Home / IT / Telecom / Tech/ Social media impersonators drive security risk

Social media impersonators drive security risk


Comments / {{hitsCtrl.values.hits}} Views / Tuesday, 12 September 2017 00:00


A new pool of research digs into the fraudulent social media accounts, a growing threat to individuals and businesses.

The number of social media impersonators grew 11 times between December 2014 and December 2016, a sign of a trend threatening businesses and individuals as fake accounts become easier to create.

This finding comes from new research by social media security firm ZeroFOX, which spent two years digging into impersonators using machine learning, natural language processing, image recognition, and other techniques to gauge similarities between fake and legitimate accounts.

“We were analysing tactics and techniques, trying to understand their motives for performing different types of attacks,” says Mike Raggo, chief research scientist at ZeroFOX.

ZeroFOX gained its insight from about 40,000 brand impersonators across six platforms: Facebook, Twitter, Instagram, LinkedIn, Google+, and Youtube.

Nearly 1,000 were analysed in depth; for some, researchers talked with criminals to learn about goals and methodologies.

Attacks span all platforms but are most popular on Facebook, Twitter, and Google+. Their goals vary, but most involve money. With phishing, Raggo explains, they could be seeking credit card information or social network data so they can hijack accounts and broaden their victim pool.

Impersonators employ several techniques: phishing, adware, malware, fraud, counterfeit merchandise, and “follow farming”. Their habits are changing. In this research, Raggo explains, he was surprised to see an increase in impostors claiming to verify accounts.

“We saw a number of impersonators, across a number of different networks, exploiting the verification process,” he says. Many claim to verify social media accounts for a price, and collect victims’ credentials and credit card information in the process. The verification process varies across social platforms; some require fees and some don’t.

Fake promoted ads are another trend to watch, he continues. Impostors create ads prompting users to click through to a malicious site. This was surprising, he continues, because social platforms typically require a vetting process for promoted ads. Impersonators can bypass the vetting process by using real brand logos and similar-looking merchandise.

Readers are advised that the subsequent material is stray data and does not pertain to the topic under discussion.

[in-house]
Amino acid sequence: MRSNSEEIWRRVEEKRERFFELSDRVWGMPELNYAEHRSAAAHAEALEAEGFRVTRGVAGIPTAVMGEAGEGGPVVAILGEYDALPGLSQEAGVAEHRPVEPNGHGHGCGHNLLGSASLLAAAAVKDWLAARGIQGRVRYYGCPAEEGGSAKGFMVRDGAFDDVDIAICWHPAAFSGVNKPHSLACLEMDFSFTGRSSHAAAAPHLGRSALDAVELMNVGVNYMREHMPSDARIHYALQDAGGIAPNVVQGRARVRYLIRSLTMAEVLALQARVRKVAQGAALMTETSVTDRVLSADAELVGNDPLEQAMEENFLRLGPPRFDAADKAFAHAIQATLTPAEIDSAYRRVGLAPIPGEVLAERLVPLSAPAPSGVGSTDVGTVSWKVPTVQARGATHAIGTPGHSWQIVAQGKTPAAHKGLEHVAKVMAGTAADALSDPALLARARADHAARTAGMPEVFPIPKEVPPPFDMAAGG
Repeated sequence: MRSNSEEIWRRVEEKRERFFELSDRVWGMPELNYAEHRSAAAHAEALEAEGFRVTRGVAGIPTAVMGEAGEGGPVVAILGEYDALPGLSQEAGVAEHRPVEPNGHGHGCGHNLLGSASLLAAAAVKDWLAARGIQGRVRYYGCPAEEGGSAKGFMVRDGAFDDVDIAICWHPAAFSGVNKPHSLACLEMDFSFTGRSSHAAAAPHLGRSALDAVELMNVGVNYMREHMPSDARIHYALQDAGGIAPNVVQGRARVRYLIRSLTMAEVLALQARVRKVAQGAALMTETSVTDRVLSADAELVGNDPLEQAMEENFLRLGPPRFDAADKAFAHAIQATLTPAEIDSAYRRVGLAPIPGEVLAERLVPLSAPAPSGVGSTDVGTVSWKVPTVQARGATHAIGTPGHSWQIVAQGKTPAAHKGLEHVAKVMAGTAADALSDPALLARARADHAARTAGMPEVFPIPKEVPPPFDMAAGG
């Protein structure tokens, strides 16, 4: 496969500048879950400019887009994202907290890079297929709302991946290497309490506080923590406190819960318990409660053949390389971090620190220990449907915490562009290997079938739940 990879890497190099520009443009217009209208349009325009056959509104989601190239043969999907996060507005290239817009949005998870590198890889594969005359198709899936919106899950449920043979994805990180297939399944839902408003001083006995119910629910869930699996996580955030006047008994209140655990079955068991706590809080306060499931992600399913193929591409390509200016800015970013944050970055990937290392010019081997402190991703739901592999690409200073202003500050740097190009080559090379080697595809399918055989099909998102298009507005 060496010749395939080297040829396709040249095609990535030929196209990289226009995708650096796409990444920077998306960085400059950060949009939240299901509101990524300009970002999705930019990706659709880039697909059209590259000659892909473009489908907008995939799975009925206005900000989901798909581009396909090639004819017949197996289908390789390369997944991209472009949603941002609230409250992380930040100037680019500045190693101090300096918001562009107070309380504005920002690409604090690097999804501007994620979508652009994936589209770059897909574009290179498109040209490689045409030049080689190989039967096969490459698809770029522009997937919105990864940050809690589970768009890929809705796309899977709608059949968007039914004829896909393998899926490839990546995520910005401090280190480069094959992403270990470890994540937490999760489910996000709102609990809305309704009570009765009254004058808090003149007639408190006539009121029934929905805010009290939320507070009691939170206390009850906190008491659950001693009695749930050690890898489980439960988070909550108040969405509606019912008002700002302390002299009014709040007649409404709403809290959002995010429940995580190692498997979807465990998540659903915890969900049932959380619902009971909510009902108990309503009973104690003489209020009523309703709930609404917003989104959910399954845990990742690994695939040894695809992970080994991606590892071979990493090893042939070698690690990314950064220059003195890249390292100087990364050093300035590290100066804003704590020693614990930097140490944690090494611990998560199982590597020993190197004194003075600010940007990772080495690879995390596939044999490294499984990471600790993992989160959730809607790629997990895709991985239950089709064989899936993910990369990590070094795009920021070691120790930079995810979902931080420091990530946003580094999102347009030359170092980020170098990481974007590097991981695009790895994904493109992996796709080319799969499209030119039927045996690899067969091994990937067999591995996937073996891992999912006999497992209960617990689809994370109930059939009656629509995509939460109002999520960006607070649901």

The creation of successful fake accounts takes time and expertise. Many impersonators set up their accounts long before they attack, garner followers, then change their information before they weaponise the account. They continue adopting new names over time to avoid getting caught. 

“We saw a lot of impersonator accounts were set up weeks or months in advance,” says Raggo. “A lot of accounts had been set up for some time to build a following. Then they change multiple times, transcending multiple accounts or companies over time.”

There are several ways impostors try to trick unsuspecting users. They employ link shortening so unsuspecting victims have no idea they’re getting phished. They use cropped, flipped, or altered images from legitimate brands to make their false advertising seem real.

This research highlights an interesting challenge for businesses as they figure out how to stay secure in the age of social media. Most organisations are equipped to handle phishing, malicious links, and malware in email – but how are they positioned to handle social media?

“This is more than a perimeter and endpoint issue,” he says. “This is a problem within the cloud, outside the business networks.” Perimeter and endpoint security can help squash some of these threats, but they can’t tackle all attacks from social media impostors.

Businesses should be monitoring for impersonators, watching for instances of brand hijacking or ads selling counterfeit goods. Finding these accounts isn’t easy; anyone can go out and use relevant social apps to create fake profiles.

 


Share This Article


DISCLAIMER:

1. All comments will be moderated by the Daily FT Web Editor.

2. Comments that are abusive, obscene, incendiary, defamatory or irrelevant will not be published.

3. We may remove hyperlinks within comments.

4. Kindly use a genuine email ID and provide your name.

5. Spamming the comments section under different user names may result in being blacklisted.

COMMENTS

Today's Columnists

Strong trade agreements need 30-50 consultations

Wednesday, 20 June 2018

Coming from a multinational working background, I strongly support free trade given that open competition tends to sharpen


The case of our concealed subservience to China

Wednesday, 20 June 2018

If one takes a close look at the general trend of discourse and debate that has been going on in Sri Lanka, one cannot but be


Muslim markers in Sri Lanka: Changes and challenges

Wednesday, 20 June 2018

If we exclude from our consideration the wars that owe their origin to religious hatred, or to difference in fundamental principles


A 10-point guide on bank credit facilities that suit your business best

Tuesday, 19 June 2018

As a businessman when you visit a bank seeking credit facilities you are faced with a lot of banking jargon with which you are often not conversant. You tend to learn about them only when you start utilising such facilities. Further, if are young and


Columnists More